September 28

Red Foley & How ‘Smoke On The Water’ Became Part of World War II

In the 1930s, Zeke Clements came to the Grand Ole Opry, as one of the first western singers to be welcomed to the show. Suited up in flashy cowboy outfits, he was a crowd favorite but in spite of this, nor did any of his recordings ever take a spot on the national pop or country charts. Despite that fact, of all the country music old-timers, he was the performer whose voice has been heard by more children than any other. In the 1937 Disney classic, “Snow White and the Seven Dwarfs,” Clements supplied the voice of Bashful. Zeke also wrote several hits for a host of artists. Eddy Arnold scored big in 1948 with Clements’ “Just A Little Lovin’ (Will Go A Long Way). “Smoke On The Water,” a 1943 Clements composition, would not only launch the career of one of Country, gospel and pop music’s most beloved stars, it would also become one of World War II’s most important songs.

The ongoing war became a unique time in history for American music. With soldiers stationed all over the globe, and with so many people from different culture thrown together in a random fashion, our nation was in the midst of a massive and very direct information exchange. People from the Deep South were swapping stories and songs with guys from New York City. Chicago boys were trading guitar licks with Texans.  Now, with the war going on, hillbilly music was being taken around the world, and for that reason, its influence was spreading faster than ever before.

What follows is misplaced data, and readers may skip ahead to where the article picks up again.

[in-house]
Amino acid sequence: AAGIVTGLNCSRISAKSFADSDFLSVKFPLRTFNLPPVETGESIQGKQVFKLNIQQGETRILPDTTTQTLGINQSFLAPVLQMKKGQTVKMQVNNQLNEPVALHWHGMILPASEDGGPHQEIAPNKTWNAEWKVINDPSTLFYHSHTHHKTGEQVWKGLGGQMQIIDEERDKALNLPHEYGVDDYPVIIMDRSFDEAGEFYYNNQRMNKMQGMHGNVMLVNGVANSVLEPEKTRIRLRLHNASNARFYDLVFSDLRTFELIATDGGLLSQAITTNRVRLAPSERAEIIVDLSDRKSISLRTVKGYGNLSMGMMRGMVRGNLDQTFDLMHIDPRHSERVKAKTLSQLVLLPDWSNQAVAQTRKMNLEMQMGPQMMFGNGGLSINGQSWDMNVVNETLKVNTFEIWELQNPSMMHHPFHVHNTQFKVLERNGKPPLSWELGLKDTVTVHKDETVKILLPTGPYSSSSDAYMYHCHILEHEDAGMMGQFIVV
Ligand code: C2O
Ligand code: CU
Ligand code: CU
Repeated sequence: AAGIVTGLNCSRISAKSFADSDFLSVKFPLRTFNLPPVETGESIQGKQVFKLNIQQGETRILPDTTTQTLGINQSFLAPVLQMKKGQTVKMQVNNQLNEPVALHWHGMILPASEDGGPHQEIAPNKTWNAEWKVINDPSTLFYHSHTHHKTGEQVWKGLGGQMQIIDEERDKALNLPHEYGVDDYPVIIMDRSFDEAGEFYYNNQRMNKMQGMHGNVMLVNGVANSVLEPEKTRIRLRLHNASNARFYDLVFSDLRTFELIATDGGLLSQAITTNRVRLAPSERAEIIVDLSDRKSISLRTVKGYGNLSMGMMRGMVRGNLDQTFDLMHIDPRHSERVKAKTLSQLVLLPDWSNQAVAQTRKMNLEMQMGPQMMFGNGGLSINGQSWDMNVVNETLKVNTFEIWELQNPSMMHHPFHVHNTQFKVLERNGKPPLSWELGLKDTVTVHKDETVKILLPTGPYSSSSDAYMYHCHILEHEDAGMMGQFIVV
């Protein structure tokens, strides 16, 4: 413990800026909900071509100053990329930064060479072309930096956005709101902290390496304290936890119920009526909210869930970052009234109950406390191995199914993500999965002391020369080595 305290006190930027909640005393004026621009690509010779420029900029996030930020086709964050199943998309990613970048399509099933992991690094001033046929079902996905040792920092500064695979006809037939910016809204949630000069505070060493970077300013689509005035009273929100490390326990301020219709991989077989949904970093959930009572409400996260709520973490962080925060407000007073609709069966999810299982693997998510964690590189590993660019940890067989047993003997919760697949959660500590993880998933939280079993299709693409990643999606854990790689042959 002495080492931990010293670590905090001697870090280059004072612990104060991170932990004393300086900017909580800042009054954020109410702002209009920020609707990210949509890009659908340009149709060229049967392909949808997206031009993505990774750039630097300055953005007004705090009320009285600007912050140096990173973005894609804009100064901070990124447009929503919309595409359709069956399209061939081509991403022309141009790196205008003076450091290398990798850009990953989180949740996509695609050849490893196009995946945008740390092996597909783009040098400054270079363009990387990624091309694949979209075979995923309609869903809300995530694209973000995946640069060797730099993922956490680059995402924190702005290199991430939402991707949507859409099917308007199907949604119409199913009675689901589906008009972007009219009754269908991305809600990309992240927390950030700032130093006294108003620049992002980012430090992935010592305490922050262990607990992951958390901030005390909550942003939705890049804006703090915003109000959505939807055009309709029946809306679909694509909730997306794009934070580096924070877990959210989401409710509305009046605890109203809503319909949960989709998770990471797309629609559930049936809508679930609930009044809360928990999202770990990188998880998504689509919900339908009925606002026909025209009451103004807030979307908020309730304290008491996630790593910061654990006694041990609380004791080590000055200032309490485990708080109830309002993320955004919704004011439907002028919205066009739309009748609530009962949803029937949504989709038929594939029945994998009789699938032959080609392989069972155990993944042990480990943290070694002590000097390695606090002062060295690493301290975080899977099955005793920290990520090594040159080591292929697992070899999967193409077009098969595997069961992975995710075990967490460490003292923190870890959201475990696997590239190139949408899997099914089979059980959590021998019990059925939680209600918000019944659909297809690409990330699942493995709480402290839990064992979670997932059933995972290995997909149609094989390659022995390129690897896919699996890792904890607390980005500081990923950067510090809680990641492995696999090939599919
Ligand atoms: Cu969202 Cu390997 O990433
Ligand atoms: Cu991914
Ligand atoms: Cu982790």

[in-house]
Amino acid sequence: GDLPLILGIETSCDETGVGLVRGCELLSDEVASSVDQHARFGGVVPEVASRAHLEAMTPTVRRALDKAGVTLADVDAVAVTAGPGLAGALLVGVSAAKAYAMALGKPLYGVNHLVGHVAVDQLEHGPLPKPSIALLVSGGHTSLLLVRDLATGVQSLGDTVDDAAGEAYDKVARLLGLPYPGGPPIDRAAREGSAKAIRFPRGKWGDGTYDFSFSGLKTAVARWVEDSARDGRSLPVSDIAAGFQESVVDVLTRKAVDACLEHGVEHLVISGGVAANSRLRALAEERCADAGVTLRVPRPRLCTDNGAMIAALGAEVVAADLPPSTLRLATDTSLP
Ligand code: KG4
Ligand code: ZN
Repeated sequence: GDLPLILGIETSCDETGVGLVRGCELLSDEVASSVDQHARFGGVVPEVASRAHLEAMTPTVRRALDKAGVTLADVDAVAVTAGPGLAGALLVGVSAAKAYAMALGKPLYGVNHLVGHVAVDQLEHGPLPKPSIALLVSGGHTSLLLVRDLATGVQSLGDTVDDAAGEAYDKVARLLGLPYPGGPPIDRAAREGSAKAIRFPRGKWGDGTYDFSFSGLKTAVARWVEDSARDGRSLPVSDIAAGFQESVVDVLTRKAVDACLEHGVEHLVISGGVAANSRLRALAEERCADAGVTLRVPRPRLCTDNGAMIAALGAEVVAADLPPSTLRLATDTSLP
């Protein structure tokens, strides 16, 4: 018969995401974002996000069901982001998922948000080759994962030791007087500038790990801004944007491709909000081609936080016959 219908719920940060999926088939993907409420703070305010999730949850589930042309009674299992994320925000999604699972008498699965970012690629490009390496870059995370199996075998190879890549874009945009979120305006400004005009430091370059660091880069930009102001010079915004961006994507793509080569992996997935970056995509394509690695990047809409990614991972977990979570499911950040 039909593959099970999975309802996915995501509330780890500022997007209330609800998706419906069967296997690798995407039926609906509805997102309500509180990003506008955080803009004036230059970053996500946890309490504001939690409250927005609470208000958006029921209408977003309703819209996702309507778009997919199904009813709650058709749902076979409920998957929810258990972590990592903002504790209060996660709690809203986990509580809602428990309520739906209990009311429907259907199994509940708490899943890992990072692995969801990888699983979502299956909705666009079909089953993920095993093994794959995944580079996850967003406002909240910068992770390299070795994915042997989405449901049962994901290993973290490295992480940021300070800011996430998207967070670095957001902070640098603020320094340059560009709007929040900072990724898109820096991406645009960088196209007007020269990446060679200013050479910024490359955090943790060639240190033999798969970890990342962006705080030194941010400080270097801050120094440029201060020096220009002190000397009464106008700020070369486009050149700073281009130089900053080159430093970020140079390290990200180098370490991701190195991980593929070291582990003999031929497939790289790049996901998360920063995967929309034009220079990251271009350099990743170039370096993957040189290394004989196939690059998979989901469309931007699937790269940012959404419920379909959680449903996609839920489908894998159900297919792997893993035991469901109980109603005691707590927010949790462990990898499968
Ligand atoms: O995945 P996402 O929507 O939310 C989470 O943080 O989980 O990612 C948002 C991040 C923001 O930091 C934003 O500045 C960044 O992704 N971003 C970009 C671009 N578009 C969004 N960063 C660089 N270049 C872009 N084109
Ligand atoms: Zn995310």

Sharing the same view with others, Zeke was deeply concerned by the deaths, which were part of the worldwide conflict. It became a test of faith during that time. In 1943, when the horrors of war seemed so very close, a haunting vision hit the songwriter and would not let him go. With the image of World War II setting the world on fire fresh in his mind, Clements asked his friend Earl Nunn for assistance in writing a song about it. The two men composed words that were meant only for this one moment in the grand scale of time, they called their new song “Smoke On The Water.” After Clements performed the number, several artists piled up to record their own version of it. A thirty-three-year-old Kentucky native, named Red Foley, was the first singer to enter the charts.

Three years later, Decca matched Foley with “Smoke On The Water.” The release debuted August 26, 1944, on Billboard’s new country chart and made Billboard’s pop listings the following month, eventually peaking at #7. However, its major impact was on the country chart, where it spent an impressive thirteen weeks at #1, making Red Foley’s “Smoke On The Water” the twenty-seventh biggest country record of all time.


Around the world, “Smoke On The Water” became a password for certain Marine groups, as well as the inspiration for many soldiers caught in the midst of kamikaze raids and close fighting. For years, after the war finally came to an end, Clements received letters from war veterans telling him how his song had inspired them to continue fighting when they were convinced that they could take no more. It was an occasion when a nation bonded together to contribute to paying freedom’s high price. The war was long over, but “Smoke On The Water” remains as an evidence to how much so many gave to make the song’s message ring true.


marines, red foley, smoke on water

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